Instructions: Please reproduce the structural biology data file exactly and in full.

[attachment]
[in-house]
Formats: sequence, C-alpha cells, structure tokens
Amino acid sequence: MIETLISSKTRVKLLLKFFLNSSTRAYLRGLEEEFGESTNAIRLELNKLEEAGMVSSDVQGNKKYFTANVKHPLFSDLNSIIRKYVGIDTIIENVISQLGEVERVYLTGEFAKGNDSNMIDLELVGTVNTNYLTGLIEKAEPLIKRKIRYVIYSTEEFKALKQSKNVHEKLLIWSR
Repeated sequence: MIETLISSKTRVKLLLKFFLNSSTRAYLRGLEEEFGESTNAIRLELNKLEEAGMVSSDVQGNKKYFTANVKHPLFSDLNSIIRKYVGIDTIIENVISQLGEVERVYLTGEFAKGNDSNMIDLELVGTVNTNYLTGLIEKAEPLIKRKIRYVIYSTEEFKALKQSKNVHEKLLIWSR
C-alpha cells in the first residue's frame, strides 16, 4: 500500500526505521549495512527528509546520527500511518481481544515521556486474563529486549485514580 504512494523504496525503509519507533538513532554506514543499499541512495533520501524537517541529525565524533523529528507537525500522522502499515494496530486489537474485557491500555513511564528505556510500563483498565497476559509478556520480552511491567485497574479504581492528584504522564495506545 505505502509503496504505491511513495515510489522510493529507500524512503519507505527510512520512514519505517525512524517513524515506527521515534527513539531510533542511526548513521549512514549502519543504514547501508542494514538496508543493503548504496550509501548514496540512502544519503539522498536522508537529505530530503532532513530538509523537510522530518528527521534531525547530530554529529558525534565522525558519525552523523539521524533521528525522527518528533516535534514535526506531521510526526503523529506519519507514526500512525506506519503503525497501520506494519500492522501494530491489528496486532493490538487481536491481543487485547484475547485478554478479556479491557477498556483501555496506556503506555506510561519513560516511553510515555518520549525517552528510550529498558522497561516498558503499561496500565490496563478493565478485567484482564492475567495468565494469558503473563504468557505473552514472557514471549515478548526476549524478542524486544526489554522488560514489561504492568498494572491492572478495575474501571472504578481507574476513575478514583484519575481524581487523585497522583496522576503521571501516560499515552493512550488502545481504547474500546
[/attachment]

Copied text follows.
[in-house]
Formats: sequence, C-alpha cells, structure tokens
Amino acid sequence: MIETLISSKTRVKLLLKFFLNSSTRAYLRGLEEEFGESTNAIRLELNKLEEAGMVSSDVQGNKKYFTANVKHPLFSDLNSIIRKYVGIDTIIENVISQLGEVERVYLTGEFAKGNDSNMIDLELVGTVNTNYLTGLIEKAEPLIKRKIRYVIYSTEEFKALKQSKNVHEKLLIWSR
Repeated sequence: MIETLISSKTRVKLLLKFFLNSSTRAYLRGLEEEFGESTNAIRLELNKLEEAGMVSSDVQGNKKYFTANVKHPLFSDLNSIIRKYVGIDTIIENVISQLGEVERVYLTGEFAKGNDSNMIDLELVGTVNTNYLTGLIEKAEPLIKRKIRYVIYSTEEFKALKQSKNVHEKLLIWSR
C-alpha cells in the first residue's frame, strides 16, 4: 500500500526505521549495512527528509546520527500511518481481544515521556486474563529486549485514580 504512494523504496525503509519507533538513532554506514543499499541512495533520501524537517541529525565524533523529528507537525500522522502499515494496530486489537474485557491500555513511564528505556510500563483498565497476559509478556520480552511491567485497574479504581492528584504522564495506545 505505502509503496504505491511513495515510489522510493529507500524512503519507505527510512520512514519505517525512524517513524515506527521515534527513539531510533542511526548513521549512514549502519543504514547501508542494514538496508543493503548504496550509501548514496540512502544519503539522498536522508537529505530530503532532513530538509523537510522530518528527521534531525547530530554529529558525534565522525558519525552523523539521524533521528525522527518528533516535534514535526506531521510526526503523529506519519507514526500512525506506519503503525497501520506494519500492522501494530491489528496486532493490538487481536491481543487485547484475547485478554478479556479491557477498556483501555496506556503506555506510561519513560516511553510515555518520549525517552528510550529498558522497561516498558503499561496500565490496563478493565478485567484482564492475567495468565494469558503473563504468557505473552514472557514471549515478548526476549524478542524486544526489554522488560514489561504492568498494572491492572478495575474501571472504578481507574476513575478514583484519575481524581487523585497522583496522576503521571501516560499515552493512550488502545481504547474500546